The First African Feminist Academy For Climate Justice
The inaugural Africa Feminist Academy for Climate Justice (AFACJ) was a co-created space that brought together African women and girls in all their diversities to cross-learn, strategize and boldly reclaim their rights on climate justice. Tucked between debunking false solutions for climate change and patriarchal narratives, the Academy tested and tried COP26 promises. Yester resolutions were also unpacked and the muted feminist concerns and solutions lauded in the interest of the African women, youth, and frontline communities including black indigenous people, land defenders, rural communities that bear the greatest burden of the climate crisis.
The Academy reflected on the unresolved injustices that were constructed by the global North since the genesis of slavery. Participants literally had a deep dive into their subconscious and fished out the unprecedented meanings they had attached to life, health, and well-being. They reflected, recited, and relieved the harsh realities Africa has been made to endure as a continent and the living repercussion on its people, its soil, and its weather patterns. The cooling waves from the unwavering Atlantic Ocean lobbed the participants to feel, think and speak freely without rehearsing what has already permeated the arena of climate justice. This was truly the genesis of sailing into the raw #AfricanFeministStories of #FeministClimateJustice.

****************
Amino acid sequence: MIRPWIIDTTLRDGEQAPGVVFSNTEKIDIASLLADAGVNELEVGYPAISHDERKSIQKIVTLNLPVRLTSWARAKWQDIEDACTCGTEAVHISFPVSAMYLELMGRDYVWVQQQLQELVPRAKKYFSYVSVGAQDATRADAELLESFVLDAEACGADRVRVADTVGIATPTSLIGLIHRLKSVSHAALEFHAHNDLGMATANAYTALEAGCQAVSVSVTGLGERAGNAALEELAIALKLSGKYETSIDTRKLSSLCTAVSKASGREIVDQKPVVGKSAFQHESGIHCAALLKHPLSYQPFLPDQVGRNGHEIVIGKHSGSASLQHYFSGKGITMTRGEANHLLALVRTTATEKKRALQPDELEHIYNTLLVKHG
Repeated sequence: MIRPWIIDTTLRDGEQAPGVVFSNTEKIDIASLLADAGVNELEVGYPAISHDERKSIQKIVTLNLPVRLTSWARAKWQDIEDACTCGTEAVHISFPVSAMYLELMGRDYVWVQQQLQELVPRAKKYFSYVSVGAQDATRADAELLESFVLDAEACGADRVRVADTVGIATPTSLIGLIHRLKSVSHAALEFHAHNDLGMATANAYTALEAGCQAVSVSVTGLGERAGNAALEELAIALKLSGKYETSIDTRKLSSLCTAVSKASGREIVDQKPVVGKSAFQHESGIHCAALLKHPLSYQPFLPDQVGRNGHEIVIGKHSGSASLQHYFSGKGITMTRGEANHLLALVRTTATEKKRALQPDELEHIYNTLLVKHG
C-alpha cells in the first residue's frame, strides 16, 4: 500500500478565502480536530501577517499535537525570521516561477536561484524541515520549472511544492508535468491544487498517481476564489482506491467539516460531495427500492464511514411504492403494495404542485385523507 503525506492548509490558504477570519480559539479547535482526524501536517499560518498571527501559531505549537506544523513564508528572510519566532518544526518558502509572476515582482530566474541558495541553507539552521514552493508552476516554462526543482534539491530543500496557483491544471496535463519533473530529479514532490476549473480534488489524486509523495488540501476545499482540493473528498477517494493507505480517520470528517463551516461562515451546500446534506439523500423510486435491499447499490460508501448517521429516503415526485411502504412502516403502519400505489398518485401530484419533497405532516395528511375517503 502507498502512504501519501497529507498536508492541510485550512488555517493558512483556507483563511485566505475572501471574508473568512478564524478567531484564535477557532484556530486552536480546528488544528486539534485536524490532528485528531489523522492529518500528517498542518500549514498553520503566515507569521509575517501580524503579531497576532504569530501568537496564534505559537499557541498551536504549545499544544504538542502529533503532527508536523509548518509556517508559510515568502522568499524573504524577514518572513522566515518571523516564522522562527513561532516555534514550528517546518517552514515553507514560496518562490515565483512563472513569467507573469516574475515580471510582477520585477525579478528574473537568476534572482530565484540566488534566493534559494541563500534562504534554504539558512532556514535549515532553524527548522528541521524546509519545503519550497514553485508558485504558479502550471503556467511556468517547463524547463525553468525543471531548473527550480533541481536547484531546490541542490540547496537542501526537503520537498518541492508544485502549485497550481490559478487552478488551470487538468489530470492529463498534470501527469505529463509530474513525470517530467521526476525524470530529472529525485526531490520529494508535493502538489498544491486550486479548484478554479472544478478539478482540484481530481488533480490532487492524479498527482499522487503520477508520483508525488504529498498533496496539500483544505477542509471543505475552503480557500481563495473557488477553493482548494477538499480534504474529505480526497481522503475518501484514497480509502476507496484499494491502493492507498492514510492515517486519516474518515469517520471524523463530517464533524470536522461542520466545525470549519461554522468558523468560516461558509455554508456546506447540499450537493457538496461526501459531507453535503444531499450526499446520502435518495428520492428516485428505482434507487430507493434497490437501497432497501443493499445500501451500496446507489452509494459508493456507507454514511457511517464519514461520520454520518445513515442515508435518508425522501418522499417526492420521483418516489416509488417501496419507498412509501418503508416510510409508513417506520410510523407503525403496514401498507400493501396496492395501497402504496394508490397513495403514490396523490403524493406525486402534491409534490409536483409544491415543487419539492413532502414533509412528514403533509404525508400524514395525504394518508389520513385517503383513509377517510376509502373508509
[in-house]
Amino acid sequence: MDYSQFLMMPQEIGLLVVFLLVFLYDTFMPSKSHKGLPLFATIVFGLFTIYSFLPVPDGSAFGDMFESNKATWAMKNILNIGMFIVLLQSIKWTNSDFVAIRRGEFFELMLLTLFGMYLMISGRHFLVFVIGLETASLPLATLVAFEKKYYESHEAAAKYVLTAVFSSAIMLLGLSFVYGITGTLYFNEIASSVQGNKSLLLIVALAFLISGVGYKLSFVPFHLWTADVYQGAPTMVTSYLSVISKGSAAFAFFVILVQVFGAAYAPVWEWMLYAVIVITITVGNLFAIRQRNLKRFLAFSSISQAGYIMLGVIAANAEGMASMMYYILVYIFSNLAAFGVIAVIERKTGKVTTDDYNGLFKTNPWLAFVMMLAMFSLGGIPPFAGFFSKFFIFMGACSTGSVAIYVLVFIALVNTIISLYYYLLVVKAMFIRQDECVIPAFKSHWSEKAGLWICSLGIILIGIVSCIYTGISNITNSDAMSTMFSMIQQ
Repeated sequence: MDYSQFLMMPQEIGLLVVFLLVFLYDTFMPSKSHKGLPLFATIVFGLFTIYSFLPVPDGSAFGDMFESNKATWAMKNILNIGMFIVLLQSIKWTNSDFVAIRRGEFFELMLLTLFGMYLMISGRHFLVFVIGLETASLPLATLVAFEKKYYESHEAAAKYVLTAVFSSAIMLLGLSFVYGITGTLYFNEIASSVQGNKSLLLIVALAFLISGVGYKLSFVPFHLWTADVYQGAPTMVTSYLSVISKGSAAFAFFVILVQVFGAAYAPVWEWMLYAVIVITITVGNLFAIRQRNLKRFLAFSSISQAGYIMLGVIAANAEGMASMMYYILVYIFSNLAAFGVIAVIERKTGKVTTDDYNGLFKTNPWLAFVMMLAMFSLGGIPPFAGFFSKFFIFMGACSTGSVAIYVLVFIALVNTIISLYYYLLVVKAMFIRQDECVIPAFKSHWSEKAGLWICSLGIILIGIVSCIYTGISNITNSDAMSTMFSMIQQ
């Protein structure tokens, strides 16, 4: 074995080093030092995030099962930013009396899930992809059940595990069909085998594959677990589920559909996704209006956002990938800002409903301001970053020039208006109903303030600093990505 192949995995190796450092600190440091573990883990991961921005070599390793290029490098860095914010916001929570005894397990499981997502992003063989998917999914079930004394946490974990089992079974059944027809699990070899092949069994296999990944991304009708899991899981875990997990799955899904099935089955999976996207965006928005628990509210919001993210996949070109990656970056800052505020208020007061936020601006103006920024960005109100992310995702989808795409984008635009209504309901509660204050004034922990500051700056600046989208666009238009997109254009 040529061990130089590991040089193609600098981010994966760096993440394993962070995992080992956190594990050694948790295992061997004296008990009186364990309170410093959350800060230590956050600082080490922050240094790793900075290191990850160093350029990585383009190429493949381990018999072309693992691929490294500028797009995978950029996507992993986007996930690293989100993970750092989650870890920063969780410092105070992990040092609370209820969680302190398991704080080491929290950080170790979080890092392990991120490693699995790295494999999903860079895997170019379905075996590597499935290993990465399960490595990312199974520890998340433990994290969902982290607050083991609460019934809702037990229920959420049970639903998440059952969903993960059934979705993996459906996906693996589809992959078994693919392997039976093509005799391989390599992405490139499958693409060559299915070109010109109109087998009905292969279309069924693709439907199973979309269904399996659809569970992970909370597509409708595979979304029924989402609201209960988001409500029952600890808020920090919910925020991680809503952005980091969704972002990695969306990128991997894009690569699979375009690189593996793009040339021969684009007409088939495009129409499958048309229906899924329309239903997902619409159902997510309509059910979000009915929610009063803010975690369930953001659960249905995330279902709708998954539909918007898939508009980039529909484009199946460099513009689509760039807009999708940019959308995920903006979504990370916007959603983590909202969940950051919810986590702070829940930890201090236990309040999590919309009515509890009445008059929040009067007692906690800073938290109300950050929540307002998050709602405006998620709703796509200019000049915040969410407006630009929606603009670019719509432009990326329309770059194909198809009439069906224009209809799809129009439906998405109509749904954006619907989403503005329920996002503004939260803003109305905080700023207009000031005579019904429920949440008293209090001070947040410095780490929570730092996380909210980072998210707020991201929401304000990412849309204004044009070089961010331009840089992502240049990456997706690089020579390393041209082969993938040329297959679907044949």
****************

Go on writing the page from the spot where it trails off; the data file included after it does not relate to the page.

The Exclusivist Inclusion
The Academy was well attended by African feminists and climate activists who have been disproportionately marginalized and outrightly excluded from the big COPs made up of the who is who. Their inclusion was feminist impartiality to the exclusive Global North summits which regurgitate false hopes but sustain discrimination against those who are forced into being voiceless and helpless. The academists were drawn from Cameroon, the Democratic Republic of Congo, Ethiopia, Ghana, Kenya, Mozambique, Nigeria, Sierra Leone, Senegal, Somalia Tunisia, Togo, Uganda, Zambia, and Zimbabwe and largely encompassed indigenous people, young women, youth and frontline community activists who are keen to share their lived experiences and stories of resilience.
The Spirit of the Academy
Convened in Accra, Ghana, the Academy revitalized the spirit of unity and the dreams for African solutions for Africans by Africans that were once echoed through the lips of Kwame Nkrumah, a pan-Africanist and first president of Ghana. The temperature of conversations between the 23rd to 26th of May 2022 truly resembled the unprecedented weather patterns. The spirit of the Academy was also expressed through art, spoken words, songs, and dances by women and girls in all their diversity. In its rhythm, the spirit boldly ignited the passion for a gender-just climate actions that are inclusive, predictable, adequate, transparent, accountable, and accessible. The academists did not shy away from echoing alternatives to the dominant patriarchal hegemonic falsehoods that were unabatedly unpacked and challenged in the physical and digital wall of resistance. The amazing co-facilitators Ruth Nyambura and Sheila Shefo
The Tree of Hope
In seeking to build consensus on the next steps, the academists recognized and redressed the discourse of loss and damage. They focused largely on marginalized peoples’ and communities’ convictions of climate justice. In so doing, they proposed solutions that can address the climate impacts, particularly for African women and girls, whose voices are often muted in Climate Justice spaces. Their resolutions were penned and glued to the tree of hope. As reflected in the imagery, the tree of hope elevated feminist alternative solutions to be implemented for a just and healthy African continent.
Article written and compiled by Imali Ngusale – [email protected] .For more on FEMNET’s Climate Justice and Natural Governance work email Anne Songole – [email protected] or Dr.Melania Chiponda – [email protected]